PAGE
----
Can I take my SMSF overseas with me?

Can I take my SMSF overseas with me?

SMSFs are becoming increasingly prevalent and make up about one-third of Australia’s A$2.04 trillion superannuation system. But can you take yours overseas with you?

With the growth of self-managed super funds (SMSFs), the question of whether an Australian expatriate is able to continue using this structure is a common one. 

The general rule of thumb I have followed is that it is easier to manage super assets under a public offer/retail super platform as opposed to an SMSF for a number of reasons, the main two being:

 

1. You can’t contribute to a SMSF while you are a non-resident but you can if you use a public offer/retail super platform. This, to me, is the biggest issue because by not being able to contribute, you are excluding a large number of strategies the can assist in building wealth and planning for retirement. You have to set up a separate public offer/retail super fund to receive contributions which adds to the cost and complexity of managing your super affairs.

2. You can’t control your SMSF whilst you are a non-resident but you can if you use a public offer/retail super fund. As you will see below, if you do want to maintain an SMSF, control must be maintained in Australia and all rights assigned accordingly. Who doesn’t want to control their own super fund?

Let’s say that even after addressing the above issues, you still want to maintain an SMSF as a non-resident. Well, the good news is you can do it, but you have to make sure your ducks are lined up.

Rather than wax lyrical about all the different rules, I often find it easier to talk about real world examples. There was a case recently where the ATO provided a Private Binding Ruling (PBR) addressing the issue of whether an SMSF that pays a pension to a non-resident retains its residency status. Now, this is a bit different because the SMSF has transitioned from accumulation mode to pension mode and the fund member remained overseas and wants to start receiving a pension from his SMSF. However, I will outline the lengths they went to in order to achieve a compliant fund.

In this particular case, the SMSF had a sole member of the fund, and the trustee of the SMSF was a corporate trustee and the directors of the corporate trustee were the sole member, his spouse and a representative in Australia. In order to determine whether a SMSF is compliant and is treated as an Australian super fund, the fund must satisfy all three residency tests under income tax law (Income Tax Assessment Act 1997, s295-95 (2)). These tests are:

Is the fund established in Australia or assets of the fund located in Australia? 

As the fund was established in Australia and the assets comprise of Australian shares and an Australian bank account, the fund passes this test. Central management and control of the fund is ordinarily in Australia – the sole member has granted his representative in Australia who resides in Australia and makes all decisions in relation to the fund, an enduring power of attorney. This includes the acquisition and sale of investments, making buy/sell orders and operating the funds bank account.

The active member test 

To satisfy this, the fund has to either have no active member(s) or at least 50 per cent of:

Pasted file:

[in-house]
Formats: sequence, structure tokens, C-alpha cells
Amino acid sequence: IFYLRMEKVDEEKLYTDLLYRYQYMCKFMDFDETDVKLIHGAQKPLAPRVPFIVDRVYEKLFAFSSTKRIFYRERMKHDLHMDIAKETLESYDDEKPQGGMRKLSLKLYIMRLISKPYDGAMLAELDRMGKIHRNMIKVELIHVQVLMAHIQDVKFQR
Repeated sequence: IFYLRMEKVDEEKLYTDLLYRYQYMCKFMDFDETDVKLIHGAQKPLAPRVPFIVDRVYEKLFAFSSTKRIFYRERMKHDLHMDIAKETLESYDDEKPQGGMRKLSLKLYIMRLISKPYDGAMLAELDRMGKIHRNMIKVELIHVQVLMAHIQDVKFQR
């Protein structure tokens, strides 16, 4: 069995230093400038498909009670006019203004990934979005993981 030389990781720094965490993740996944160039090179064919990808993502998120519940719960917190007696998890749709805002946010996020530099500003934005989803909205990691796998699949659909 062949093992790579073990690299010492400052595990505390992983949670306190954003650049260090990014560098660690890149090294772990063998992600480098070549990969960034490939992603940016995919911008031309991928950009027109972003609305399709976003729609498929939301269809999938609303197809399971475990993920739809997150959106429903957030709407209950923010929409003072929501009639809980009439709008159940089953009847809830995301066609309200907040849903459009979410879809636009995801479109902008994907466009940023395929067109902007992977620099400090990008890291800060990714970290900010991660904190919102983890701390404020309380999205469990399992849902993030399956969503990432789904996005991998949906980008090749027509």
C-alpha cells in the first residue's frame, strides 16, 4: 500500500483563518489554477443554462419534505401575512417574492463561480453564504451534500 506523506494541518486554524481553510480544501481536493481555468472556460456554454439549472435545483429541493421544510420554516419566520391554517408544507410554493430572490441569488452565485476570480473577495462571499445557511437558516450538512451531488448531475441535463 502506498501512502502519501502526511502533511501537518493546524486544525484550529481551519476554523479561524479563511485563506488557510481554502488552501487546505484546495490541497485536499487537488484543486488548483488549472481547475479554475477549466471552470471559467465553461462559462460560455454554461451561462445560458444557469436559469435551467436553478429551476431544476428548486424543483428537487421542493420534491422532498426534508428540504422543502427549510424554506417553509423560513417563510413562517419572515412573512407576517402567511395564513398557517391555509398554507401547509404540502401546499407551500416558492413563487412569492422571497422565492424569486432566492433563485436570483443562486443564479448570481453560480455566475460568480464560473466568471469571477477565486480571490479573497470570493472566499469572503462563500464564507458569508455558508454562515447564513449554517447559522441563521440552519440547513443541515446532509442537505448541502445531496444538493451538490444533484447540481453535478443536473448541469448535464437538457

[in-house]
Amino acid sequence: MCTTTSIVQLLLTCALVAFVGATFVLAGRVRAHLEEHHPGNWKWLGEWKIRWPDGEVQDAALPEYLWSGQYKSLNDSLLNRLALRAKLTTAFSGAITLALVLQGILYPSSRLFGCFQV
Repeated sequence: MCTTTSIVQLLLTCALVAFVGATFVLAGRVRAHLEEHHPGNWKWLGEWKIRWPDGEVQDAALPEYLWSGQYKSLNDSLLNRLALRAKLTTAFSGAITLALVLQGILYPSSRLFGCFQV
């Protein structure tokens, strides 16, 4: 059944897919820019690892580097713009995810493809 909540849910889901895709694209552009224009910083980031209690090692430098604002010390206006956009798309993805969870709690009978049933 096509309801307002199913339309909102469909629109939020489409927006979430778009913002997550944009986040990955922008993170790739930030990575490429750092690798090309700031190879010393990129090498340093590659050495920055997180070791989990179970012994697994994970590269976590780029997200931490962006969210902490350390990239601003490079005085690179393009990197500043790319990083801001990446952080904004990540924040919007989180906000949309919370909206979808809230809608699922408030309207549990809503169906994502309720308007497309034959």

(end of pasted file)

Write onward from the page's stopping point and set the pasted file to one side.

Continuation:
• The total market value of the fund’s assets attributable to superannuation interests held by active members; or
  • The sum of the accounts that would be payable to or in respect of active members if they voluntarily ceased to be members; is attributable to superannuation interests held by active members who are Australian residents. In this case, as the member has made no contributions to the SMSF since he became a non-resident, he is not considered to be an active member and as such the SMSF passes the active member test.

If you are unable to meet the residency tests, the status of your SMSF will change from complying to non-complying and that’s where the trouble starts. All of the SMSF’s assets that have been accumulated over the years (minus member contributions received by the SMSF where no deduction has been claimed) plus earnings on investments received in the financial year the SMSF becomes a non-complying SMSF is taxed at 47 per cent.

Going forward, for every year that the SMSF remains a non-complying fund, the income that is received will also be taxed at 47 per cent. And it doesn’t end there. When you return to Australia and your SMSF becomes compliant again, all of its assets (minus member contributions) are assessable income of the SMSF in the year that the SMSF becomes compliant again and will be taxed at either 47 per cent (if the SMSF members return to Australia during the financial year) or 15 per cent (if they return to Australia for the full financial year). It doesn’t take a mathematician to work out that if your SMSF is deemed non-compliant, there is a very real chance you may lose the majority of your super fund balance.

As you can see, if you do want to maintain a SMSF while you are a non-resident, there are a number of hoops to jump through which may or may not suit your personal circumstances. As always, your best course of action is to speak to a specialist who not only understands the current superannuation rules but also how they apply to Aussie expats who are classified as non-residents.

You can find out more on how the ATO handles non-compliance here.

You can read the full ATO report here.

Brett Evans, managing director, Atlas Wealth Management

Can I take my SMSF overseas with me?
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